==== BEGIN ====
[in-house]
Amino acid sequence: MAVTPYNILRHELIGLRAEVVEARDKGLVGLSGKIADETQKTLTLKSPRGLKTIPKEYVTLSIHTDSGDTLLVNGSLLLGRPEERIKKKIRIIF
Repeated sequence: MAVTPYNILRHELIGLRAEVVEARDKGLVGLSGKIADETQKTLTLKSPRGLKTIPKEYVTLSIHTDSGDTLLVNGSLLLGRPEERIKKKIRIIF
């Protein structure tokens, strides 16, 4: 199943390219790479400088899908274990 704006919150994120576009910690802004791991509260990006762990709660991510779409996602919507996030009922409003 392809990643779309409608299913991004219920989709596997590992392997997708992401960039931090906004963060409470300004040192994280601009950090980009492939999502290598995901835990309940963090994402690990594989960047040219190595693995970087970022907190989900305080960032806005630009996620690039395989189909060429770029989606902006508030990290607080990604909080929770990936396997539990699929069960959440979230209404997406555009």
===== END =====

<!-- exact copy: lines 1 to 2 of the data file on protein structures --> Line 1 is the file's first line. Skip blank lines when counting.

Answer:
[in-house]
Amino acid sequence: MAVTPYNILRHELIGLRAEVVEARDKGLVGLSGKIADETQKTLTLKSPRGLKTIPKEYVTLSIHTDSGDTLLVNGSLLLGRPEERIKKKIRIIF